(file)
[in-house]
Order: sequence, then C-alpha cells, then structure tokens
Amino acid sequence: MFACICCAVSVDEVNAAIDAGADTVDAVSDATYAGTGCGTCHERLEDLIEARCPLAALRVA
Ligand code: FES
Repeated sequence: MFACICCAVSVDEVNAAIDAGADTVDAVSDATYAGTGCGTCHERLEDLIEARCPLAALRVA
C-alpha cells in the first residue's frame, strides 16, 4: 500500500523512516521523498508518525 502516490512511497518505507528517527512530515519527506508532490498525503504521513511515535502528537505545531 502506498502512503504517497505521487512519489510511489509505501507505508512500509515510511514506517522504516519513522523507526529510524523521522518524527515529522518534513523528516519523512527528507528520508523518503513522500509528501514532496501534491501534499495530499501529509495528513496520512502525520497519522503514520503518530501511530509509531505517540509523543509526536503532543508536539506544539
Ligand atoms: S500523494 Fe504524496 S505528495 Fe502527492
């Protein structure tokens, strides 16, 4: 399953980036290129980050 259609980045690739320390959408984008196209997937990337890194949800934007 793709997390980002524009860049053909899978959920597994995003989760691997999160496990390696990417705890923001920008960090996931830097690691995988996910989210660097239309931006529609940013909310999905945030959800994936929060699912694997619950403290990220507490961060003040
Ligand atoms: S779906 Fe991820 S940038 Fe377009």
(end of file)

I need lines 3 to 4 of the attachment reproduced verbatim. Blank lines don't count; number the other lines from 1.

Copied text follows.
Amino acid sequence: MFACICCAVSVDEVNAAIDAGADTVDAVSDATYAGTGCGTCHERLEDLIEARCPLAALRVA
Ligand code: FES